It turned out to be a fortuitous decision. Before the U.N. team left that evening, Iraqi officials shoved the inspectors aside and seized all the documents they had uncovered. In the middle of the night, the officials woke them up and gave the material back. But significant portions were now missing.

The next day, which would end with Gallucci and the rest of the inspections team trapped in the parking lot, began equally auspiciously. They started searching a second building and found more incriminating documents. As they finished up the inspection, the same men who had forcefully taken the documents from them the day before began approaching them once again. But this time, they decided, they would “not make it quite so easy for them,” Gallucci remembers.

“As we saw the same people coming back that we’d seen the day before, the other leader of the team and myself instructed all of the inspectors to put the documents on their bodies, in their clothes, so that the only way the material could be taken from us was if they wished to strip the international inspectors in the parking lot,” Gallucci recounts matter-of-factly. “And they didn’t choose to do that; they said we couldn’t leave the parking lot.”

Thus began a quiet standoff that would last four days and five nights. Every day, the officials would ask the inspectors if they wanted to leave the parking lot, and every day they would respond, “Yes, but only with the documents,” remembers Gallucci. So they would stay, sustaining themselves with a considerable supply of food and bottled water that they brought on all inspections. Gallucci slept on the roof of one of their four-wheel-drive vehicles with a pack of macaroni and cheese under his head for a pillow. The team was in constant contact with U.N. headquarters and the U.S. government, and Gallucci asserts “the threat of the resumption of hostility was quite viable.”

Finally, the Iraqis relented, and let the inspectors go on the condition that they tell them what documents the team was taking. The inspectors immediately agreed.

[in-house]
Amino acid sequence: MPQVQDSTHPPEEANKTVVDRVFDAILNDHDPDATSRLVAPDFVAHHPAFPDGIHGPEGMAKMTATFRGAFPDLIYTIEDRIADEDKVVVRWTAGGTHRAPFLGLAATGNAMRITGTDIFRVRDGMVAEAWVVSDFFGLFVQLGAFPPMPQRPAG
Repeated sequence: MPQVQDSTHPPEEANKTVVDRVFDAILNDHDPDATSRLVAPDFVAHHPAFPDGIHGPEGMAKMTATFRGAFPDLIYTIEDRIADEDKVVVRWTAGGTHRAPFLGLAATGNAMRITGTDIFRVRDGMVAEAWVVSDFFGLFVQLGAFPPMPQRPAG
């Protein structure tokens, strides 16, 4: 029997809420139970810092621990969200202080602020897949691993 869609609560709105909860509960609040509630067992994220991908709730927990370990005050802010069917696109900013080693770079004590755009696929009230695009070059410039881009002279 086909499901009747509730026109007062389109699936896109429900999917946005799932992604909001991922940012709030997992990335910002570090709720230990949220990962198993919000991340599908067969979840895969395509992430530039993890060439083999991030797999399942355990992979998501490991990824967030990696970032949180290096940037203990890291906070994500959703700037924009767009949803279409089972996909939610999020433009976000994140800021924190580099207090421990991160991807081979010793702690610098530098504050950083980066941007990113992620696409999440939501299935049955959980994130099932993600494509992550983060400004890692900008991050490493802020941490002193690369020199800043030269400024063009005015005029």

Although the officials were not pleased with the outcome of the situation, Gallucci certainly didn’t expect an indecent exposure charge. Returning to Iraq a week later because the Iraqis -and the inspectors – had been complaining about the incident, he learned that the Iraqi Foreign Minister, Tariq Aziz, wanted to file a protest against the team for removing some of their clothing to shower during the four-day episode.

“This was in September, and Baghdad was still over 100 degrees during the day,” recounts Gallucci. “My medical officer said that if we didn’t shower, since the sanitary condition was not good, that we’d get stuck getting some medical problems . So we had everybody line up, and we sprayed them [with non-potable water]. This required taking off clothes.” Aziz’s charge, he scoffs, was “beyond outrageous.”

Overall, the incident ended well not just in the short-term but in the larger political sense, says Gallucci. Not only had the team found evidence of an Iraqi nuclear weapons program, but the U.N. Security Council had stuck to its letter of resolution and threatened resumed military action if the Iraqis did not allow the inspections to proceed.

“As a model,” he says, “that’s what you would hope would happen now. If UNMOVIC [the current U.N. inspections team] runs into trouble, you’d hope that it goes back to the Security Council, and the French, the Russians and the Chinese will be aboard as well as the Americans and the British.”

Although the current inspectors have yet to encounter the unusual difficulties Gallucci’s team faced during that particular inspection, Gallucci says their job may be yet more difficult. Iraq has had a decade to devise ways to conceal its weapons, Gallucci notes, and although inspectors have improved their techniques as well, “in the game of hiders and finders, the advantage still goes to the hiders.”

The current inspection team, however, headed by former IAEA Director General Hans Blix, is doing a “fine job,” in Gallucci’s estimation. He would caution Blix about his refusal so far to disclose certain findings of the U.N. team to governments that have provided them with intelligence. “I agree that that protects the purity of the United Nations,” Gallucci says, “But it doesn’t provide much incentive for the government to provide you information . So I think he needs to be a little more flexible with the exchange of intelligence in consultations with governments that provide this intelligence.”

Gallucci’s own assessment of the Iraqi threat is more qualified. The possibility that Iraq is developing viral agents and/or nuclear weapons concerns him most, though he doesn’t view these dangers as “urgent to be dealt with,” affirming his belief that deterrents would work. But a front-page article in that day’s Washington Post (Dec. 12) troubles him. The report cites “credible” evidence that Al-Qaeda operatives took hold of a chemical weapon – probably the nerve agent VX – in Iraq in November or late October of last year. “If true, that’s a very, very bad sign,” says Gallucci, “and an indicator that we can’t really tolerate this regime’s freedom to do that . Up `til that story I was unaware of any good information that Iraq had or would transfer this material to a terrorist group. If today’s story turns out to have substance to it, then I think we’re in another situation.”